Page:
Share to Facebook Share to Facebook Share to Twitter Share via email

Scarborough Legends

Scarborough has some tall stories as well as a rich history. They may not be true but they were believed. Some perhaps have a grain of truth.

The reader can decide.....

12th Century: Old Nick Visits Scarborough

(August 1165)
There was a great tempest in the province of York during the same month (as two comets). Many people saw the old enemy taking the lead in that tempest. He was in the form of a black horse of large size and always kept hurrying towards the sea, while he was followed by thunder and lightening and fearful noises and a destructive hail.

The footprints of this accursed horse were of a very enormous size, especially on the hill near the town of Scardeburch, from which he gave a leap into the sea, and here, for a whole year afterwards, they were plainly visible, the impression of each foot being deeply graven into the earth.

12th century

back to top


14th Century: Robin Hood Comes to Scarborough

Here begins the story of Robin Hood turned Fisherman

In summer time, when the leaves were green, and the flowers sweet and gay, when the lily appeared with the primrose and cowslip-buds, Robin Hood grew weary of the forest and woods, and left off to chase the fat deer.

"I will hasten to Scarborough now," said he, " and become a fisherman, for a fisherman's trade is good, and their harvest is in the sea."

And when Robin came to Scarborough, he took up his inn at a widow's house, not far from the wide ocean.

"Tell me, my bold young fellow," said the widow, "where thou wast born, and what is thy means of support."

"I am a poor fisherman," he replied, " and want to be employed."

" Then what is thy name," asked she.

"In mine own country," said Robin, "I am called Simon Wise."

"Simon Wise, Simon Wise," said the good dame, "I am afraid thou hast got an unfit name, that may make thee the jest of thy fellows; however Simon, if thou wilt serve me, I will give thee good wages, for I have as good a ship of my own as any that sails in the sea."

So Robin consented to serve this good widow, and went by the name of poor Simon. After a time the ship went to sea, and they sailed along for several days in hopes to take plenty of fish, but when others cast their baited hooks into the sea, Simon only cast in his bare lines.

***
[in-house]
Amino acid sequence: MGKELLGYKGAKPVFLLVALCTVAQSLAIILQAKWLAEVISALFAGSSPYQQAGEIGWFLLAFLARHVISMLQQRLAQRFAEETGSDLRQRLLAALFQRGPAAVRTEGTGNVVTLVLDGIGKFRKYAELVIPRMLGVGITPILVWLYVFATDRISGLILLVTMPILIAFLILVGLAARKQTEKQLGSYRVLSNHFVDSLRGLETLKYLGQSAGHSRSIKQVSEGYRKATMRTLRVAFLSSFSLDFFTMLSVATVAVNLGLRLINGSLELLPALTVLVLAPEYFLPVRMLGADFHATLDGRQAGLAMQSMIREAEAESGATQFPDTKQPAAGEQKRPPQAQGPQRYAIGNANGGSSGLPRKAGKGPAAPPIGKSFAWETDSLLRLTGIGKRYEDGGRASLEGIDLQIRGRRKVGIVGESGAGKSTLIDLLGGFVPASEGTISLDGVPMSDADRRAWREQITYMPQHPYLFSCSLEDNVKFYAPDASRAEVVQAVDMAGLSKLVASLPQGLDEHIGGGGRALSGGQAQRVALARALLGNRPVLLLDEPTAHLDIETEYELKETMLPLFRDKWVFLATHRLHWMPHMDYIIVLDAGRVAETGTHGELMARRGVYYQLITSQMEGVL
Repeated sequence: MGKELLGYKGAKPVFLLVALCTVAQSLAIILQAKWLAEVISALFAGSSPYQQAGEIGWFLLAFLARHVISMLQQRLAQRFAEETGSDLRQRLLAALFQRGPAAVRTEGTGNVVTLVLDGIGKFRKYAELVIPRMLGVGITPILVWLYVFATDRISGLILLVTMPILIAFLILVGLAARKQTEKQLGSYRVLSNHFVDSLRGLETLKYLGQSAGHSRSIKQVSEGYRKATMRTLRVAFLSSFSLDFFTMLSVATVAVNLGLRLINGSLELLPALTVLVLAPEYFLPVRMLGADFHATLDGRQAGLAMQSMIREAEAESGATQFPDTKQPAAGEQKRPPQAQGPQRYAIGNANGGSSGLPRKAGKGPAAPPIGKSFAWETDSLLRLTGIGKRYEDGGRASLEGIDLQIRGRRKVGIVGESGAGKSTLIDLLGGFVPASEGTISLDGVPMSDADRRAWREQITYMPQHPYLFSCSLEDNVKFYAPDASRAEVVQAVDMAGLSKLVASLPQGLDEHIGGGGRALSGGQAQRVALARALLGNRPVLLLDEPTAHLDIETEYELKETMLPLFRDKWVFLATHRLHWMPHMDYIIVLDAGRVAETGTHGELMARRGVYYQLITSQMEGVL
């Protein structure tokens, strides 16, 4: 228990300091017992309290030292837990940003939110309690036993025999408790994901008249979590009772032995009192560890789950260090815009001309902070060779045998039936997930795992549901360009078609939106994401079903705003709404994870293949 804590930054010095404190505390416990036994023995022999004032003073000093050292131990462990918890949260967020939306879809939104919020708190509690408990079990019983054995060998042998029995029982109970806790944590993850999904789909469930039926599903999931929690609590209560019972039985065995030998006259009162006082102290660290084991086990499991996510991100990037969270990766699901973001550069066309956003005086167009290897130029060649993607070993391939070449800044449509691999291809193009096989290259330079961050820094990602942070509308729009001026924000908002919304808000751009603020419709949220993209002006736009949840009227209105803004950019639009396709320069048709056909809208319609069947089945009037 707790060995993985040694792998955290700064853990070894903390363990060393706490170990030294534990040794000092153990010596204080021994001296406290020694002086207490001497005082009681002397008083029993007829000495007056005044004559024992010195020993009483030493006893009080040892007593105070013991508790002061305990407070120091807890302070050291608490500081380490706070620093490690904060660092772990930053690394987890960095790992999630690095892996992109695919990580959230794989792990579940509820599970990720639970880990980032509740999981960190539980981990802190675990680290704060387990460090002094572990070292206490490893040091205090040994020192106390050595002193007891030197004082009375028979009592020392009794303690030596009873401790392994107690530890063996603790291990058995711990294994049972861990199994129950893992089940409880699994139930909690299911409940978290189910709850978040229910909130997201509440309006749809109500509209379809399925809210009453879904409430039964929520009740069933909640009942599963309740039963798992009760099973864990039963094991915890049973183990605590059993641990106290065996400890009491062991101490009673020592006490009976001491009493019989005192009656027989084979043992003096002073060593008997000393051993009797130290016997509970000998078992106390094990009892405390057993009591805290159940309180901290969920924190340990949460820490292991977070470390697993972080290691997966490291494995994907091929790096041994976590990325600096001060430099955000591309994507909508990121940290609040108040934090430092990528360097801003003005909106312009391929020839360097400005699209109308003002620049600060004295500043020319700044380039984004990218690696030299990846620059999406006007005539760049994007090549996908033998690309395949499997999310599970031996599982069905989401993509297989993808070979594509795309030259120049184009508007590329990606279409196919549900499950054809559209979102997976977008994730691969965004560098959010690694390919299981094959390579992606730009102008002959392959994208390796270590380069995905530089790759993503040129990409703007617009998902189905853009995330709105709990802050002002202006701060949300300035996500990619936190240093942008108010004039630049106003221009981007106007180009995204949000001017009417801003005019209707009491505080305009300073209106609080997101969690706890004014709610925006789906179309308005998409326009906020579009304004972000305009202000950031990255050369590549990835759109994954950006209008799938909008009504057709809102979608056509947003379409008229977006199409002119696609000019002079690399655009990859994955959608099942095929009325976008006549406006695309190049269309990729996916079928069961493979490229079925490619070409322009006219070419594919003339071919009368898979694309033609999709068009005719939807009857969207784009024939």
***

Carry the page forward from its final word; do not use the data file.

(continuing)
"It will be a long while," said the master, " ere this lubber will learn to thrive upon the sea. Let him do as he will, he shall have none of our fish, for in truth he is worthy of none." ^

" What a hard fate is mine," said poor Simon, " since I set up for a fisherman before I had learnt my trade; now every clownish fisherman laughs me to scorn, but if I had them in Sherwood groves, and was chasing the fat fallow deer, I would set as little by them as they do now by me."

Away they sailed, and steered their course towards home, but the next day they espied a French ship of war, that sailed vigorously after them.

"O we are now lost," said the master, "unhappy the day that I was born, for our ship and our cargo will be taken from us, and these Frenchmen will carry us to the coast of France, and lay us fast in prison."

But Simon said, "Fear them not, master, only give me my bow in my hand, and never a Frenchman shall live to board us."

"Hold thy peace, thou great lubber," said the master, "for thou art nothing but brags and boasts, and if I should throw thee into the sea, there would only be a piece of lumber lost."

Simon was grievously vexed at these words, and taking his bow, he went towards the ship's hatch.

"Master, tie me to the mast," cried he, "and let me stand fair at the mark, then give me my bow in my hand, and if I spare a single Frenchman may they shoot their arrows through my breast."

Then Simon drew his arrow to the head, and shot with such boldness and skill, that, in the twinkling of an eye, he pierced the first Frenchman's heart.

He took such good aim, and shot so hastily that not a Frenchman could be seen, for they all fell down dead through the hatches below.

"Now, master, untie me from the mast," cried he, "that I may go and board the French ship."

And when they came thither, they found all their enemies slain, and discovered on board, twelve thousand pounds in glittering gold.

Then said Simon, " One half of the ship I will give to our good mistress and her three little children, and the other half I will divide among you, who are my comrades, to make you think well of poor Simon."

"Not so," said the master, "for that would be a shame, if we should receive that which you have won so gallantly; 'tis all your own right, and you shall have the whole."

"If so," answered Simon, "with this glittering gold I will buy an habitation for the oppressed, where they may live in peace and rest."

Poor simple Simon though despis'd,
Soon made his skill and valour pris'd,
And prov'd bold Robin Hood;
The Frenchman's gold when he possessed,
He rais'd a dwelling for th' oppressed,
And made his promise good.

14th century

back to top


17th Century: The spinner and the Cannon Ball

A woman was spinning in an upper room at the Old Globe inn during Civil War times. This hostelry was at the upper left end of Globe street. She chanced to drop her spindle. As she stooped to pick it up, a cannon was fired from a ship in the harbour. The cannon ball passed directly over her, striking the distaff to pieces.
It stood in the very place where her head would have been, had she not bent down.

17th century

back to top

20th Century: The Parrot

A parrot kept at the Sandside Mission to Seamen in Scarborough talked vigorously until the morning of Wednesday 16th December 1914. That day, at eight o'clock, German warships began the bombardment of Scarborough. 
The parrot never spoke again.

20th century

back to top

Legends researched by John Rushton

For All Enquiries

Follow Us Online